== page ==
BY KAREN MATTHEWS
A federal prosecutor in New York said Friday that the case of a suspected serial bank robber accused of committing a heist in Brooklyn hours after being released from custody shows that the state’s newly enacted bail reform is making New Yorkers less safe.
Prosecutors say Gerod Woodberry, 42, entered a Chase Bank branch in Brooklyn on Jan. 10 and handed a note to a teller that said, “THIS IS A ROBBERY BIG BILLS ONLY NO DYE PACKS.”
According to a complaint unsealed Friday in Brooklyn federal court, Woodberry fled with about $1,000 in cash.
Authorities say the robbery followed a spree in which Woodberry robbed four New York City banks between Dec. 30 and Jan. 8.
Prosecutors say Woodberry was arrested after the Jan. 8 robbery but was released on Jan. 10 under the state’s hotly debated bail reform law, which eliminated cash bail and pretrial detention for most nonviolent felonies. They say he robbed the Brooklyn bank hours after being released from jail.
“No sound, rational and fair criminal justice system requires the pretrial release of criminal defendants who demonstrate such determination to continuously commit serious crimes,” U.S. Attorney Richard P. Donoghue said in a statement, adding, “The recent reforms have made a bad situation worse by entirely excluding classes of purportedly “nonviolent” felonies — like the bank robberies here — from pretrial confinement eligibility.”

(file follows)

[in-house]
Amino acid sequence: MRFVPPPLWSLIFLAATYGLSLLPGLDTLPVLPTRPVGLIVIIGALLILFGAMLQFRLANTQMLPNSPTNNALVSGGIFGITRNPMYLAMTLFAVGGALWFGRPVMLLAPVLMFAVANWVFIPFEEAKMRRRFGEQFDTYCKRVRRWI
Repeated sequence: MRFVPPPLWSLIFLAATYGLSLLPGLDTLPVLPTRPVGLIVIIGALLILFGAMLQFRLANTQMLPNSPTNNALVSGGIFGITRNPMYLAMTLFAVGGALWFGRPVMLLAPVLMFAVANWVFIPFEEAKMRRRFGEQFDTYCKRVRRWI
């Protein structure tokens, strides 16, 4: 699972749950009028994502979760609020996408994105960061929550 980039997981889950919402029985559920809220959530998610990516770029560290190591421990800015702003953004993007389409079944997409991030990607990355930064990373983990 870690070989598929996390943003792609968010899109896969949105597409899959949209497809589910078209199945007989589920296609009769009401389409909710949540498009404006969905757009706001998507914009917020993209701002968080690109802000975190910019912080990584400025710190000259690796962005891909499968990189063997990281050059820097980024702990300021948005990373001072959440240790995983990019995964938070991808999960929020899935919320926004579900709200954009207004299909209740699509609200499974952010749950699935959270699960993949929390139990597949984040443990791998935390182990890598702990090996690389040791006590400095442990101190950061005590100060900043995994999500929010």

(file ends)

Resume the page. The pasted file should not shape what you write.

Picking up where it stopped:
Donoghue said Woodberry turned himself in Friday as he was being sought by federal agents who took up the case because the state court system kept releasing him under the new bail law, which went into effect at the beginning of the year.
William F. Sweeney Jr., assistant director in charge of the FBI’s New York Office, tweeted about Woodberry’s arrest Friday, saying “You may think you can walk away from your crimes, but when the FBI/NYPD task forces have jurisdiction and the ability to stop criminal behavior, you will be held accountable.”
Woodberry is scheduled to appear in federal court on Sunday for a detention hearing.
A spokeswoman for the New York County Defender Services, which has represented Woodberry, said the organization had no comment on the latest charges against him.
While opponents say bail reform is allowing dangerous criminals to walk free, supporters of the reforms say cash bail and pretrial detention for nonviolent crimes unfairly penalized low-income New Yorkers who could not afford bail.
“If you think bail is an issue, what happens if he posted it?” said New York City Public Advocate Jumaane Williams, a longtime advocate of bail reform. “All bail reform does is equalize people who have money with people who don’t have money.”